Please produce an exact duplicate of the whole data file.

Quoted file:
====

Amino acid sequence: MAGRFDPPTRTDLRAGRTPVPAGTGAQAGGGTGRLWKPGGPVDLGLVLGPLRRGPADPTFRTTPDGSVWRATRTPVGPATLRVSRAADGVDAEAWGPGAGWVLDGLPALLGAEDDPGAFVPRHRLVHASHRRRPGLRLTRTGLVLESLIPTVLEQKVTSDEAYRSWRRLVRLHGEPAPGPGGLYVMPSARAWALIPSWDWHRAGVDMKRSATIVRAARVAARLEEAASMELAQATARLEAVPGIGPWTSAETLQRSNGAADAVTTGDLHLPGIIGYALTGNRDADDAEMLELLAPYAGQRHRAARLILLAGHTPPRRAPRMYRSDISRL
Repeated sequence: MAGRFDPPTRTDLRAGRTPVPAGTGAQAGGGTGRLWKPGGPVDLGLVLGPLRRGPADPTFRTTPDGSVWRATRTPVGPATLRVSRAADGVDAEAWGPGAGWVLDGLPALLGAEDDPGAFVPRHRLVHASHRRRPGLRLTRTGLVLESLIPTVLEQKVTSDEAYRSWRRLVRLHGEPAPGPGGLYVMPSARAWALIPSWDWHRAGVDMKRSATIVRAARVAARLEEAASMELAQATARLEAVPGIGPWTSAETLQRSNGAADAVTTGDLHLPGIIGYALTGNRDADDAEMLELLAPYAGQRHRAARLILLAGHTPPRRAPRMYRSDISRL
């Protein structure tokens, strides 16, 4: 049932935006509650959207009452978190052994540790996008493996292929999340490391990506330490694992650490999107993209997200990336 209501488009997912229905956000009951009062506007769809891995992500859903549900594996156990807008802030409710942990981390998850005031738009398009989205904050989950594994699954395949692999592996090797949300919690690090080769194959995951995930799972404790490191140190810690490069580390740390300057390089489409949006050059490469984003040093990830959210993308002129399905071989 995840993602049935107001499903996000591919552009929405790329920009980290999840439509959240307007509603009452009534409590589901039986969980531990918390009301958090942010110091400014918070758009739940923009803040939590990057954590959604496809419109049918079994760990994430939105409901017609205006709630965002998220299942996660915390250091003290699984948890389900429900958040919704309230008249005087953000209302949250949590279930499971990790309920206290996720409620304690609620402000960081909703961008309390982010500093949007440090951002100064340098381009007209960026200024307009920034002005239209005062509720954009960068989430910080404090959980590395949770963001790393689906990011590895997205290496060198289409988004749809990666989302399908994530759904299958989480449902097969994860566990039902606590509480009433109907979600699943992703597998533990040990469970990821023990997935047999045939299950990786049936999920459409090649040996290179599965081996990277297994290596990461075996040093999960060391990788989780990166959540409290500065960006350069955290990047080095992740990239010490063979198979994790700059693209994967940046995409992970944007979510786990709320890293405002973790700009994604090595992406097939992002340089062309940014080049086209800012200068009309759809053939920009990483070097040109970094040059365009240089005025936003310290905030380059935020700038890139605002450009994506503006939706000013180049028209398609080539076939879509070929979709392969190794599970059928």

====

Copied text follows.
Amino acid sequence: MAGRFDPPTRTDLRAGRTPVPAGTGAQAGGGTGRLWKPGGPVDLGLVLGPLRRGPADPTFRTTPDGSVWRATRTPVGPATLRVSRAADGVDAEAWGPGAGWVLDGLPALLGAEDDPGAFVPRHRLVHASHRRRPGLRLTRTGLVLESLIPTVLEQKVTSDEAYRSWRRLVRLHGEPAPGPGGLYVMPSARAWALIPSWDWHRAGVDMKRSATIVRAARVAARLEEAASMELAQATARLEAVPGIGPWTSAETLQRSNGAADAVTTGDLHLPGIIGYALTGNRDADDAEMLELLAPYAGQRHRAARLILLAGHTPPRRAPRMYRSDISRL
Repeated sequence: MAGRFDPPTRTDLRAGRTPVPAGTGAQAGGGTGRLWKPGGPVDLGLVLGPLRRGPADPTFRTTPDGSVWRATRTPVGPATLRVSRAADGVDAEAWGPGAGWVLDGLPALLGAEDDPGAFVPRHRLVHASHRRRPGLRLTRTGLVLESLIPTVLEQKVTSDEAYRSWRRLVRLHGEPAPGPGGLYVMPSARAWALIPSWDWHRAGVDMKRSATIVRAARVAARLEEAASMELAQATARLEAVPGIGPWTSAETLQRSNGAADAVTTGDLHLPGIIGYALTGNRDADDAEMLELLAPYAGQRHRAARLILLAGHTPPRRAPRMYRSDISRL
């Protein structure tokens, strides 16, 4: 049932935006509650959207009452978190052994540790996008493996292929999340490391990506330490694992650490999107993209997200990336 209501488009997912229905956000009951009062506007769809891995992500859903549900594996156990807008802030409710942990981390998850005031738009398009989205904050989950594994699954395949692999592996090797949300919690690090080769194959995951995930799972404790490191140190810690490069580390740390300057390089489409949006050059490469984003040093990830959210993308002129399905071989 995840993602049935107001499903996000591919552009929405790329920009980290999840439509959240307007509603009452009534409590589901039986969980531990918390009301958090942010110091400014918070758009739940923009803040939590990057954590959604496809419109049918079994760990994430939105409901017609205006709630965002998220299942996660915390250091003290699984948890389900429900958040919704309230008249005087953000209302949250949590279930499971990790309920206290996720409620304690609620402000960081909703961008309390982010500093949007440090951002100064340098381009007209960026200024307009920034002005239209005062509720954009960068989430910080404090959980590395949770963001790393689906990011590895997205290496060198289409988004749809990666989302399908994530759904299958989480449902097969994860566990039902606590509480009433109907979600699943992703597998533990040990469970990821023990997935047999045939299950990786049936999920459409090649040996290179599965081996990277297994290596990461075996040093999960060391990788989780990166959540409290500065960006350069955290990047080095992740990239010490063979198979994790700059693209994967940046995409992970944007979510786990709320890293405002973790700009994604090595992406097939992002340089062309940014080049086209800012200068009309759809053939920009990483070097040109970094040059365009240089005025936003310290905030380059935020700038890139605002450009994506503006939706000013180049028209398609080539076939879509070929979709392969190794599970059928």